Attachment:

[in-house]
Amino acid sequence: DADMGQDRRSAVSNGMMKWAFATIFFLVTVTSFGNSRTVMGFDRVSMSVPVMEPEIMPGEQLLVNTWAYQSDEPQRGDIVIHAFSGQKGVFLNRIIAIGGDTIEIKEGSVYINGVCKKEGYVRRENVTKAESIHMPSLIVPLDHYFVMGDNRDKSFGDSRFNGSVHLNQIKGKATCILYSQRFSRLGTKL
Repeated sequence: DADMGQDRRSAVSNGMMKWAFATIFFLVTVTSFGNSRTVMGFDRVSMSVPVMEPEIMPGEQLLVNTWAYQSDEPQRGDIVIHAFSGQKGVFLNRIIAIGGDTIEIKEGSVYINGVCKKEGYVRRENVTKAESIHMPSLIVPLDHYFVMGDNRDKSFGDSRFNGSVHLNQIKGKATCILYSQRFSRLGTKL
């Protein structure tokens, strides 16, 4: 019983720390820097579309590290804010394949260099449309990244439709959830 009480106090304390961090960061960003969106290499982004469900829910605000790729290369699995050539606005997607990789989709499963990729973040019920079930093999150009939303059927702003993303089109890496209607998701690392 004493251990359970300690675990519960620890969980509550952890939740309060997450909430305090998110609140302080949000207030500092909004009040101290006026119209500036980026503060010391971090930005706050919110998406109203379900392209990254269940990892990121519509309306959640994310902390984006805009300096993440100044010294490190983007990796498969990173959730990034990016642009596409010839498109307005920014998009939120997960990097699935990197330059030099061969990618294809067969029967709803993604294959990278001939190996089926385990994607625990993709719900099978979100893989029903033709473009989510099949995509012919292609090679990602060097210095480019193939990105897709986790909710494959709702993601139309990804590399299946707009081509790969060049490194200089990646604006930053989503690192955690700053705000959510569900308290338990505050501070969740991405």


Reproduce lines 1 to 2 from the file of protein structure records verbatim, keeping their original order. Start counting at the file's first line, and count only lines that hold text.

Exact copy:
[in-house]
Amino acid sequence: DADMGQDRRSAVSNGMMKWAFATIFFLVTVTSFGNSRTVMGFDRVSMSVPVMEPEIMPGEQLLVNTWAYQSDEPQRGDIVIHAFSGQKGVFLNRIIAIGGDTIEIKEGSVYINGVCKKEGYVRRENVTKAESIHMPSLIVPLDHYFVMGDNRDKSFGDSRFNGSVHLNQIKGKATCILYSQRFSRLGTKL